AMEC Measurement Recap: It Doesn’t Count Unless You Can Count It

The 2016 AMEC International Summit, the industry’s largest measurement event, took place in London recently, and I had the pleasure of attending along with my Ketchum colleagues, clients and measurement peers. Since the conference began in Berlin, it has continued to grow, attracting some of the top minds and companies in our industry today. It was my first time in London, and I was immediately charmed by the people (and the tea). And although I didn’t find Hogwarts, I did walk away with many new peers and a curiosity of what is next for our growing, but perhaps challenged, industry.

This year’s summit addressed a key issue companies and organizations face – how to make measurement relevant. Entitled “Making Metrics Matter,” the conference addressed a question we ask ourselves as measurement professionals: How do you “convince” skeptic audiences both externally and within your own company, on the importance of metrics?

To kick the conference off, we reflected and remembered a true thought leader and believer in metrics we lost last year, Don Bartholomew. I had the honor to introduce the digital e-book, Metrics Man, which was a compilation of 67 of Don’s blog posts through his career. Fay Chen, last year’s Don Bartholomew Award recipient, edited the piece.

After listening to a number of sessions and workshops, I began to understand that although we, as a part of the industry, know we are doing groundbreaking work, we are still just a growing teenager. We haven’t yet won respect (C-suite understanding and ears), earned regular allowance (lack of budget), and gained knowledge (not enough education and free resources). We know what we want to be when we grow up, and we have a lot to do before then. To summarize a few things I learned:

1. Budget is and will continue to be a barrier.
According to industry research conducted by Burson-Martsellar and Ipsos Reputation, 75% of communications professionals still do not use data for measurement and find the top barriers to be a lack of understanding by staff and leadership, and cost. Until our internal colleagues understand the value, we’ll keep missing an invitation to the table.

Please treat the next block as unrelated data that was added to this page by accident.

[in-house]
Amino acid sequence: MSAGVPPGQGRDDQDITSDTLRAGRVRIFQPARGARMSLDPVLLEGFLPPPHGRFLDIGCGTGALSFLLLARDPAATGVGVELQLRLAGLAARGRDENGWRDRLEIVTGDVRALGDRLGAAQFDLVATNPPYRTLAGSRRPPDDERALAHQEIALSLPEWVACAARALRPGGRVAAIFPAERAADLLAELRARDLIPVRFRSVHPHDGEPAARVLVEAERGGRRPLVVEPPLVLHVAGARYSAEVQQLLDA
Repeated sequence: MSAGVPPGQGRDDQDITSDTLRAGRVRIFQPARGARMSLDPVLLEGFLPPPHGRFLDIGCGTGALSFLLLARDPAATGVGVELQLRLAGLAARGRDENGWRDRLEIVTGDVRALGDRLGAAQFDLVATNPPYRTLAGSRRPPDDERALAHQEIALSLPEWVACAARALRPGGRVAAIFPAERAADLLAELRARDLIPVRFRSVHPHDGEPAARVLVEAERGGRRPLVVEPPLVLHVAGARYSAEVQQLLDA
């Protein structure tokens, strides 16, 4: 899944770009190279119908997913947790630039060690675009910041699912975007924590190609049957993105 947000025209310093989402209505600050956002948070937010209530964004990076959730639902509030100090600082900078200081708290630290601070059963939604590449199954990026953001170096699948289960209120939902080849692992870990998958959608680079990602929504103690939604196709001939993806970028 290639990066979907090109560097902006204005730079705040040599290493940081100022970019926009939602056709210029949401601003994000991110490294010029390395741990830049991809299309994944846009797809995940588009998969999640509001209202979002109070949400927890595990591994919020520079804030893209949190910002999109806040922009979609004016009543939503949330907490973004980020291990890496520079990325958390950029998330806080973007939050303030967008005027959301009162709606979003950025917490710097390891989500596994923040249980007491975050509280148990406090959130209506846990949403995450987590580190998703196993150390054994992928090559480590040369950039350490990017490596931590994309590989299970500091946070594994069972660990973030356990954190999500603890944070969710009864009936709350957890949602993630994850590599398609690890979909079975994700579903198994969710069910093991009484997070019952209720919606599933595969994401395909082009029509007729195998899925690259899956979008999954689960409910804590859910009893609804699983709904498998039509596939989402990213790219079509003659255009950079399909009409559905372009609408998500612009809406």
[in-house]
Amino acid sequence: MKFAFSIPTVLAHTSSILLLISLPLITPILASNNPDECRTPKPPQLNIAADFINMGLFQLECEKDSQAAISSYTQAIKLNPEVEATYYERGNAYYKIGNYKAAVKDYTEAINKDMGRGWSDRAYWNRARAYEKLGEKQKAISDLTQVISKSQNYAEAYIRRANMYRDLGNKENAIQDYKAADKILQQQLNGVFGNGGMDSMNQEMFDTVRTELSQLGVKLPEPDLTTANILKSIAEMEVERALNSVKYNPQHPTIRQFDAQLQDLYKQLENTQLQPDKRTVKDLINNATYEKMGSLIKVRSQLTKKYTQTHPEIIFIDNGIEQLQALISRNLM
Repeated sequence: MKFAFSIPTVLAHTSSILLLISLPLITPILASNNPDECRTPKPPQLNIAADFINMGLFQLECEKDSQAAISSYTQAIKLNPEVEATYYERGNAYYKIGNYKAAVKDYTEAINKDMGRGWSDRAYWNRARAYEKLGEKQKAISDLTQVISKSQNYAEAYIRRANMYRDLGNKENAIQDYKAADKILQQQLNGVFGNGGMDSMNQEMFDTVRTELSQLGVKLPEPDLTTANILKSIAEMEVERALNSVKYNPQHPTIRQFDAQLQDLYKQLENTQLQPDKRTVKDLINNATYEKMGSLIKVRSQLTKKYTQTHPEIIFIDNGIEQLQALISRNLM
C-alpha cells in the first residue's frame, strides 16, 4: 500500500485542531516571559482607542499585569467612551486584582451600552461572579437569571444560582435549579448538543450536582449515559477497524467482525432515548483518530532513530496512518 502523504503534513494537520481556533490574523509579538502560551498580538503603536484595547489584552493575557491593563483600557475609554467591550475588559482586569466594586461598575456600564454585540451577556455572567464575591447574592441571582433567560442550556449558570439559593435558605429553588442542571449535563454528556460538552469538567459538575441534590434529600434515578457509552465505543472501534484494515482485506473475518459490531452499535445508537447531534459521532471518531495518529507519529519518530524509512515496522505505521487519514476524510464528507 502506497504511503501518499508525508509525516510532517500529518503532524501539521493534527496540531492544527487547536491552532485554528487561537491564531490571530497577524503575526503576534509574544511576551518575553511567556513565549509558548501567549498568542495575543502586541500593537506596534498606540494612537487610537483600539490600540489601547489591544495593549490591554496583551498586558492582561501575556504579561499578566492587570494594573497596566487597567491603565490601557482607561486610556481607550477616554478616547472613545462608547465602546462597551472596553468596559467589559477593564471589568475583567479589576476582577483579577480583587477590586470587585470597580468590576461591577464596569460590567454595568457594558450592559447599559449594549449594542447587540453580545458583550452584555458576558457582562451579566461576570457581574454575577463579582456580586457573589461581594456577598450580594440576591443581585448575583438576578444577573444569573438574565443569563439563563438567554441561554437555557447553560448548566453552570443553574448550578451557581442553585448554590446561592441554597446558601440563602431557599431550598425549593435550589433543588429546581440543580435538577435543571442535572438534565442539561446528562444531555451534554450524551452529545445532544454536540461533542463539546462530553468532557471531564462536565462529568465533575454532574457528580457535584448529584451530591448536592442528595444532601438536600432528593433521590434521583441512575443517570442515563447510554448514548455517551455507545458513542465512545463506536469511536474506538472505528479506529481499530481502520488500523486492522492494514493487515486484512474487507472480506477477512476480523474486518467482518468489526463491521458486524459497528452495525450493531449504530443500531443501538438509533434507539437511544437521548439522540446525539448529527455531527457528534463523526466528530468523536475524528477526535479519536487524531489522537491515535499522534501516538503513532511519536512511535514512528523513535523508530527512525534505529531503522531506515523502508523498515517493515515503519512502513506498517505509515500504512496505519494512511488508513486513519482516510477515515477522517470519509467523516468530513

2. There is need for free educational tools that will help new measurement professionals adapt and teach smart framework.
According to AMEC’s annual Business Insights Survey, the Barcelona Principles are being adopted, but the need for education and training was the number one requested need (75% of respondents).

Que AMEC’s new Integrated Evaluation Framework – finally! Richard Bagnall, Integrated Evaluation Framework lead and newly appointed AMEC chair, unveiled the new tool with his team at the close of the conference.

3. Non-profits are just like the rest of us.
52% of non-profit organizations surveyed through the AMEC non-profit group research stated that budget is a top barrier in conducting more frequent communications measurement.

4. One size does not fit all.
We learned on the panel for Measurement across Culture and Time Zones that measurement needs to be both global and local (glocal) to adapt and achieve commonality. Additionally, our client Aaron Radelet from Hilton had a similar experience when measuring across Hilton Worldwide and its family of hotels.

5. The industry growth is optimistic, but may be waning.
According to the Business Insights Survey, 54% of members are seeing revenue growth compared to the year prior (down from 74% in 2015). On the plus side for our industry, measurement in PR agencies is up from five in 10 thinking it’s critically important to eight in 10.

6. Integration is crucial, why are we not doing it already?
At an Advisory Board meeting with some of the top leaders in global and integrated communications measurement, we talked about integration. It’s often hard to connect the dots across multiple business units in global companies. We discussed marrying survey data and brand reputation data (structured) with media monitoring and digital measurement (unstructured) for a holistic view of campaign impact.

While we still have a lot of growing to do, additional tools and knowledge are getting us there. It was encouraging to see the enthusiasm for the industry and where it’s headed from younger delegates at the conference and the awards dinner. It means we have a bright future ahead of us.

In fact, one of our own was honored as part of this future. Marni Zapakin was awarded Young Measurement Professional of the Year. Marni, a rockstar at KGRA New York, is a Senior Project Manager who coincidentally also works with a few of our award winners.

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